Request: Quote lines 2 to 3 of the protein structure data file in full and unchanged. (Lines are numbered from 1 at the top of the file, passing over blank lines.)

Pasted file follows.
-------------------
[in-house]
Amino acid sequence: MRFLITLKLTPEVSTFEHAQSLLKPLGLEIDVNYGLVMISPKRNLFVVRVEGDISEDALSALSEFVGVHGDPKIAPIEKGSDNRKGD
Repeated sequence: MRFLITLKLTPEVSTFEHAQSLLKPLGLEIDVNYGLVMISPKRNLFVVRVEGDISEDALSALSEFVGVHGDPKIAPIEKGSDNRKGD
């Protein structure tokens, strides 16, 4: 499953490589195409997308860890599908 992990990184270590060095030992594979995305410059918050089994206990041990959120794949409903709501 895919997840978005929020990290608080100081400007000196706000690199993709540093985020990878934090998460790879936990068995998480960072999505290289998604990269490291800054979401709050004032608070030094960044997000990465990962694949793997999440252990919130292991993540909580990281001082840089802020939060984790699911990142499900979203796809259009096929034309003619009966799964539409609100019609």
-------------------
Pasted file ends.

Amino acid sequence: MRFLITLKLTPEVSTFEHAQSLLKPLGLEIDVNYGLVMISPKRNLFVVRVEGDISEDALSALSEFVGVHGDPKIAPIEKGSDNRKGD
Repeated sequence: MRFLITLKLTPEVSTFEHAQSLLKPLGLEIDVNYGLVMISPKRNLFVVRVEGDISEDALSALSEFVGVHGDPKIAPIEKGSDNRKGD